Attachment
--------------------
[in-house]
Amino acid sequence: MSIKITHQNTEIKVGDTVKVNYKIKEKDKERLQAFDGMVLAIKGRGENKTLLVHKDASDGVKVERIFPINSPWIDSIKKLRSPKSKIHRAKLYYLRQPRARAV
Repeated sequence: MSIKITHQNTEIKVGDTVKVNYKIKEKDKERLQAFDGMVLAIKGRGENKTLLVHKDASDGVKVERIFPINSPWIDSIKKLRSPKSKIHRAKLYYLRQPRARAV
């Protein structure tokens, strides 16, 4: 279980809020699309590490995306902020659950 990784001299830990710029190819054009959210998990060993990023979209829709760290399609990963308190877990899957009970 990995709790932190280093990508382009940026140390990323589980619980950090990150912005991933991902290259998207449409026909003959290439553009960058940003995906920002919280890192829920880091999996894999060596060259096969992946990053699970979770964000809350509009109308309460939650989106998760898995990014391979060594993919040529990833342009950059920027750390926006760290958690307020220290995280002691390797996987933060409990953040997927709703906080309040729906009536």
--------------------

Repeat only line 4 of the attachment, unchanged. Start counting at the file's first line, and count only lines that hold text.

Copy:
């Protein structure tokens, strides 16, 4: 279980809020699309590490995306902020659950 990784001299830990710029190819054009959210998990060993990023979209829709760290399609990963308190877990899957009970 990995709790932190280093990508382009940026140390990323589980619980950090990150912005991933991902290259998207449409026909003959290439553009960058940003995906920002919280890192829920880091999996894999060596060259096969992946990053699970979770964000809350509009109308309460939650989106998760898995990014391979060594993919040529990833342009950059920027750390926006760290958690307020220290995280002691390797996987933060409990953040997927709703906080309040729906009536």